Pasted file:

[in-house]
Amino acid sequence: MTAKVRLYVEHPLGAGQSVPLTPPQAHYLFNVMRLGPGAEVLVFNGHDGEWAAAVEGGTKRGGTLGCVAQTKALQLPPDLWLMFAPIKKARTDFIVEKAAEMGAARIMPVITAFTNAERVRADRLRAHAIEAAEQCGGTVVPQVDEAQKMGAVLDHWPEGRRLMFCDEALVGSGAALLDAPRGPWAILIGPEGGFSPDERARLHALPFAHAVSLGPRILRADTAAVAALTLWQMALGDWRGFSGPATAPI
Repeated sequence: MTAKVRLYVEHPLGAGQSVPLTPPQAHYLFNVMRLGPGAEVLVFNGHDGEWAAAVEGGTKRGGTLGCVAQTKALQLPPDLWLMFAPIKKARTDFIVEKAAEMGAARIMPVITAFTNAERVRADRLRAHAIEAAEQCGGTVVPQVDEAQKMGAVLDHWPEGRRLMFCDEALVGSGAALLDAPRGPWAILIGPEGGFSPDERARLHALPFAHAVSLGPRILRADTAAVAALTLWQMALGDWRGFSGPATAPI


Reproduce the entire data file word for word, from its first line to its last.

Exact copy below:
[in-house]
Amino acid sequence: MTAKVRLYVEHPLGAGQSVPLTPPQAHYLFNVMRLGPGAEVLVFNGHDGEWAAAVEGGTKRGGTLGCVAQTKALQLPPDLWLMFAPIKKARTDFIVEKAAEMGAARIMPVITAFTNAERVRADRLRAHAIEAAEQCGGTVVPQVDEAQKMGAVLDHWPEGRRLMFCDEALVGSGAALLDAPRGPWAILIGPEGGFSPDERARLHALPFAHAVSLGPRILRADTAAVAALTLWQMALGDWRGFSGPATAPI
Repeated sequence: MTAKVRLYVEHPLGAGQSVPLTPPQAHYLFNVMRLGPGAEVLVFNGHDGEWAAAVEGGTKRGGTLGCVAQTKALQLPPDLWLMFAPIKKARTDFIVEKAAEMGAARIMPVITAFTNAERVRADRLRAHAIEAAEQCGGTVVPQVDEAQKMGAVLDHWPEGRRLMFCDEALVGSGAALLDAPRGPWAILIGPEGGFSPDERARLHALPFAHAVSLGPRILRADTAAVAALTLWQMALGDWRGFSGPATAPI